World Anvil has footnotes, sidebars, complex content hierarchies, timelines with historic events. As I find that I want to link two articles, create a family tree, need to create a social structure, and so on...the tool inevitably has had some way to do what I want. Sometimes it's advanced features. In other instances its just features I haven't used yet. Worst case, someone on the #help channel has a common workaround or organizational method that works.
There is also the ability to use BBCode to enhance the content. This is normally bold, italic, headings, and a few basic formatting concepts like that. While I'm not an expert, BBCode seems to be encapsulated html, which the tool formats correctly.
One example of expandable content which I haven't used is "campaign" content. I have a game world, Trinity. I am currently running the third set of stories out of it. There is a whole set of capabilities to create the campaign details within the World Anvil site. So independent of the NPC's in the city, there is also a way to track events, story elements, character progressions, etc. as it relates to a group of characters telling a story. The players can actually have PC character sheets, and edit those as the game goes on. This is something I haven't even touched on yet, because I'm only at a point of setting up the world itself. When I get Trinity a point of maturity on the World Anvil site, I'll potentially open it up to the players and start using the site to track the campaign itself--turning it into a one-stop-shopping location.
Relatable Tiers of Service
I've mentioned a couple of times that there are tiers of service. Higher tiers tend to contain more professional features, advanced features and/or the incremental content limits or content control features, based on how you intend to go to the site. And I give the site credit for not creating useless lower tiers of service to entice you into the more advanced tiers. (I'm looking at you Quicken.)
They make the capabilities available at each tier wonderfully transparent, in two separate documents (I do wish they were cross-linked, as they are the same information, but with different organization and perspective of the details.) The tool is clear about what you get at each tier. I signed up for the second tier above free, and it's been more than fine. If I find I have advanced organizational needs, require more storage or my need for more viewers grows then I may look at the next tier up--but only as a growth of my needs, from where I am today (as opposed to a frustrating trade-off of cost against a deliberately or poorly designed-exclusion of a one critical feature.)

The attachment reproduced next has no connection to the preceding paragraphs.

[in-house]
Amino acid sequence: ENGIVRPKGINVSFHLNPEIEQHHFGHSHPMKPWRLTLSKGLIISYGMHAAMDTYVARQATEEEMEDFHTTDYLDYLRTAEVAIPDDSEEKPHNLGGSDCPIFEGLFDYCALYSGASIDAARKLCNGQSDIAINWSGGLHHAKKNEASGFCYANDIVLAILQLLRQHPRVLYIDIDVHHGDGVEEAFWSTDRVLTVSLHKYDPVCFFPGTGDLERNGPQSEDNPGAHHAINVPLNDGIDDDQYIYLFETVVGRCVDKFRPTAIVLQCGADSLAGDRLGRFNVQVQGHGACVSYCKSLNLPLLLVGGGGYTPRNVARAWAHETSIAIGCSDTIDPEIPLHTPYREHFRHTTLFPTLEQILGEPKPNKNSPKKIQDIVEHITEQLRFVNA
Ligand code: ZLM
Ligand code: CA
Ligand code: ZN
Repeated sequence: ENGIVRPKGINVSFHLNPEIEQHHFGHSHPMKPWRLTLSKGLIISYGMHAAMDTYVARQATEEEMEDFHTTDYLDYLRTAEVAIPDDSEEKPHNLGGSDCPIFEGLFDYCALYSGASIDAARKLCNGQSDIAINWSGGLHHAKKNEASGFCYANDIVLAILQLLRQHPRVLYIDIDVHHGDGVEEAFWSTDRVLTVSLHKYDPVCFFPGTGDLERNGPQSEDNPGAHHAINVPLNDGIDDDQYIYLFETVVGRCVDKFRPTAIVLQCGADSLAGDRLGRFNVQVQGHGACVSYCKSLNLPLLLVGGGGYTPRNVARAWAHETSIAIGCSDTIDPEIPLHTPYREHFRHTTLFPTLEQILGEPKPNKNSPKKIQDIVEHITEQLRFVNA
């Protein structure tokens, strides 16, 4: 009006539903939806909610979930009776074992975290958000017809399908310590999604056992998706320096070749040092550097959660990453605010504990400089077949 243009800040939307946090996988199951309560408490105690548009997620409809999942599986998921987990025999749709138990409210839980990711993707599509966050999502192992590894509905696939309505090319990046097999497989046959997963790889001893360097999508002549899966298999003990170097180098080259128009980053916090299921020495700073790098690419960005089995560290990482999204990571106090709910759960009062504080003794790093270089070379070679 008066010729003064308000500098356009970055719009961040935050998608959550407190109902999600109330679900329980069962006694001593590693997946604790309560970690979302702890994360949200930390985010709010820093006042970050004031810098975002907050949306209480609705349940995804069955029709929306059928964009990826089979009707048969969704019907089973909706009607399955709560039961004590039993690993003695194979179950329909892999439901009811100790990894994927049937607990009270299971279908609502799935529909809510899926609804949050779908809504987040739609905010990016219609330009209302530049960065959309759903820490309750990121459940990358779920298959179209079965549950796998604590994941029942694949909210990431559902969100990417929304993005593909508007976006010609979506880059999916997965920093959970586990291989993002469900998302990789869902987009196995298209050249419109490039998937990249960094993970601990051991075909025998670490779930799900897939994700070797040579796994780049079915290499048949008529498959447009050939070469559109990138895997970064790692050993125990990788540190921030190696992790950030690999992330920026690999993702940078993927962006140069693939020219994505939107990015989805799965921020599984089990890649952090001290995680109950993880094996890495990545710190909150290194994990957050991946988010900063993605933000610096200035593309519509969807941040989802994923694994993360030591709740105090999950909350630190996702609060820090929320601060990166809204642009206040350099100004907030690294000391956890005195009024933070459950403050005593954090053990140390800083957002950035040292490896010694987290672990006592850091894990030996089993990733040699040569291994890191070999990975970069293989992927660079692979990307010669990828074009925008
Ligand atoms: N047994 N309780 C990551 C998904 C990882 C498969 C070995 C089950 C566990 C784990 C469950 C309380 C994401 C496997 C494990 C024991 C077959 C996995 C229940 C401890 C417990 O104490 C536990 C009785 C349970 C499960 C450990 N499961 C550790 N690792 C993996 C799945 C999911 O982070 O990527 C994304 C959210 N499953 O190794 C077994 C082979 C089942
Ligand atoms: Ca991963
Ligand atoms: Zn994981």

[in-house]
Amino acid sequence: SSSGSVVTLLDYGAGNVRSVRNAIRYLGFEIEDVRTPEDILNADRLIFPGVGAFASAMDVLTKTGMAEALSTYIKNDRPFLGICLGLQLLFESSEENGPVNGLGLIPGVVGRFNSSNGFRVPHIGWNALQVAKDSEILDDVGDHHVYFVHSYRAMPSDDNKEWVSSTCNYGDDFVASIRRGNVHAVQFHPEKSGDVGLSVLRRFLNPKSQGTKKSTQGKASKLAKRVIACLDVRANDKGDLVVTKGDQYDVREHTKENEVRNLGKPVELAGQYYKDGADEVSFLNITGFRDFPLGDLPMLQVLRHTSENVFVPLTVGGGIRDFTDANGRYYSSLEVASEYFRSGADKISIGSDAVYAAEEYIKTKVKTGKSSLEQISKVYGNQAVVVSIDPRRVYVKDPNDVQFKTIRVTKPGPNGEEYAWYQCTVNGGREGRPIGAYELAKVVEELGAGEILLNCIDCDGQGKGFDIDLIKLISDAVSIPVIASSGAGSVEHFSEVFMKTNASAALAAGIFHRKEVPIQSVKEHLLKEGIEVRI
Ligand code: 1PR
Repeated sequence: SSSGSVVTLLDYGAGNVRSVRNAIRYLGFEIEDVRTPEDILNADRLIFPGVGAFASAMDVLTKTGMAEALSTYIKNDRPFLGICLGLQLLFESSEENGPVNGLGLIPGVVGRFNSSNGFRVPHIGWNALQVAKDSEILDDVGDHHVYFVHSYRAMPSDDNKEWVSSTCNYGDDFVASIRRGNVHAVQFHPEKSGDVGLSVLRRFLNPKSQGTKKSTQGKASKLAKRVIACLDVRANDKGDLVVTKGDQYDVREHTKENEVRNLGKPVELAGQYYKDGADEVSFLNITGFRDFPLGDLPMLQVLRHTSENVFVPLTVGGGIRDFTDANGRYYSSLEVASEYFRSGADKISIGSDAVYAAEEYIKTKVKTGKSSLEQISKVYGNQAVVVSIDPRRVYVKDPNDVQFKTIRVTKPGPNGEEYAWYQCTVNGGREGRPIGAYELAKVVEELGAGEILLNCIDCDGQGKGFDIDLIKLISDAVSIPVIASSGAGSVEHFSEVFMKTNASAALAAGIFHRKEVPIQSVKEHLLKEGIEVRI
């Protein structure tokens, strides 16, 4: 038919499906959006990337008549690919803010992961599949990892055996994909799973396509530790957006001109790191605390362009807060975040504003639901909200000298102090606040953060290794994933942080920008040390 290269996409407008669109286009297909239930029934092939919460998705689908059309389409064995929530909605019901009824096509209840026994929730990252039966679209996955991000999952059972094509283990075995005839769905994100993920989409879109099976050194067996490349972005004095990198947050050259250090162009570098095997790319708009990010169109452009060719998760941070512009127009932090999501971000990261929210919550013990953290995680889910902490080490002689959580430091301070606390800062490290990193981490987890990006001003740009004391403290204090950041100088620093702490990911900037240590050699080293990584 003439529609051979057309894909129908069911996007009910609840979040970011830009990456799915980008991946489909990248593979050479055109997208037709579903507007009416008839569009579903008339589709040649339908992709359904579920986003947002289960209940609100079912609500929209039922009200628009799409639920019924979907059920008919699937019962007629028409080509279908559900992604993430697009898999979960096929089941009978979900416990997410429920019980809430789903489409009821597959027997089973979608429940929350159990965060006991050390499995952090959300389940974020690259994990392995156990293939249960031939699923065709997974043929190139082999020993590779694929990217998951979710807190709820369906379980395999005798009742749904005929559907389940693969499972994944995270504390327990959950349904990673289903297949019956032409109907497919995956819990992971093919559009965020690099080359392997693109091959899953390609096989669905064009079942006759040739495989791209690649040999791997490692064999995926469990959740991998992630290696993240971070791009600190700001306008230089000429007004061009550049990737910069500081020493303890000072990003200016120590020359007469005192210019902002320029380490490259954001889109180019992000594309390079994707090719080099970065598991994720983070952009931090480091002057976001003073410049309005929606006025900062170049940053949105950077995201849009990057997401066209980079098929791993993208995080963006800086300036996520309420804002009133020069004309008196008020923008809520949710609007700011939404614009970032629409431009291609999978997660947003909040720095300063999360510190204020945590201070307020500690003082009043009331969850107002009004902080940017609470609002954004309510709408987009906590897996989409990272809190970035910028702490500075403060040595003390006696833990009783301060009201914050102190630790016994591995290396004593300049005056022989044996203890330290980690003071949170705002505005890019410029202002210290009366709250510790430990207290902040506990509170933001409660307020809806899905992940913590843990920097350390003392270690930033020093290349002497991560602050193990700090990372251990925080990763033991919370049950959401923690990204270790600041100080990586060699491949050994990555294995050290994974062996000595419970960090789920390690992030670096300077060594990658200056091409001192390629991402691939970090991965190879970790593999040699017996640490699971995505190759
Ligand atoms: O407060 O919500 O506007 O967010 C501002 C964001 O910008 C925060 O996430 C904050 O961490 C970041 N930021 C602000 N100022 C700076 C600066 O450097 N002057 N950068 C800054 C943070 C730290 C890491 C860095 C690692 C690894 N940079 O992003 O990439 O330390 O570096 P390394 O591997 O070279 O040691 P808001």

I will say that my favorite of the two docs is the "Everything below plus.." view of content, because it seems more relatable in terms of "do I need that content." And I was quickly able to figure out the "absolutely" with "not really/nice to have" in order to pick the level I wanted.
As I mentioned above, there are YouTube videos connected to each piece of major content, plus there are whole YouTube playlists of how to do each thing you might want to. And they are generally short...5-10 minutes--which is more than enough to understand the concept and basic execution, get started, and learn by doing.
There is also an active Discord server, with numerous people around who enjoy helping each other. I started with some very basic questions, and got links, suggestions and photos of which options I needed to use to get the effect.
I will also say that despite World Anvil being a two-person company, they seem to be fantastic about providing support, offering tutorials, keeping the user base up to date and providing new content on a continuous basis. Since I started a month ago, there have been two new major updates of content and a "here's what's coming" video on top of normal support.
The tool isn't perfect, and here are a few oddities or limitations I've found so far:
The online editor is a bit annoying and/or buggy. There seem to be alternatives, as the support comments have asked which editor people are using...but I haven't looked into that.
BBCode doesn't seem to be perfectly supported.